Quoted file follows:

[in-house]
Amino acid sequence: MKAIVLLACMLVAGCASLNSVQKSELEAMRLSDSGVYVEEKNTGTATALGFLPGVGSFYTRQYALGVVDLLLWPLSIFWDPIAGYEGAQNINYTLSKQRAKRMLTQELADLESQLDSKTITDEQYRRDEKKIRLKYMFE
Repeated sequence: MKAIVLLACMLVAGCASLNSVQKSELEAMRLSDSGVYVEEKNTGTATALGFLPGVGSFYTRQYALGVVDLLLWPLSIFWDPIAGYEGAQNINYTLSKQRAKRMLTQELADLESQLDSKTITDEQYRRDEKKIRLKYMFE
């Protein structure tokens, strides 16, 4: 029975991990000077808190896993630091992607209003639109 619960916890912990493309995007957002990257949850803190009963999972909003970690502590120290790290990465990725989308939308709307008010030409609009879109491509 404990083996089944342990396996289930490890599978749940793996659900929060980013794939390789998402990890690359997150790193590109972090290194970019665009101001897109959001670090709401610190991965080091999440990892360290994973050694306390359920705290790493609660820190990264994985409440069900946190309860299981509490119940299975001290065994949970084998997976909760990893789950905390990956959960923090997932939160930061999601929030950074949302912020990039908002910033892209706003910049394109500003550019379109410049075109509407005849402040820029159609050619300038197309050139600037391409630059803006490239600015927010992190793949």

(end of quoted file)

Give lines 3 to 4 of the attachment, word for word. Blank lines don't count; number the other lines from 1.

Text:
Repeated sequence: MKAIVLLACMLVAGCASLNSVQKSELEAMRLSDSGVYVEEKNTGTATALGFLPGVGSFYTRQYALGVVDLLLWPLSIFWDPIAGYEGAQNINYTLSKQRAKRMLTQELADLESQLDSKTITDEQYRRDEKKIRLKYMFE
């Protein structure tokens, strides 16, 4: 029975991990000077808190896993630091992607209003639109 619960916890912990493309995007957002990257949850803190009963999972909003970690502590120290790290990465990725989308939308709307008010030409609009879109491509 404990083996089944342990396996289930490890599978749940793996659900929060980013794939390789998402990890690359997150790193590109972090290194970019665009101001897109959001670090709401610190991965080091999440990892360290994973050694306390359920705290790493609660820190990264994985409440069900946190309860299981509490119940299975001290065994949970084998997976909760990893789950905390990956959960923090997932939160930061999601929030950074949302912020990039908002910033892209706003910049394109500003550019379109410049075109509407005849402040820029159609050619300038197309050139600037391409630059803006490239600015927010992190793949």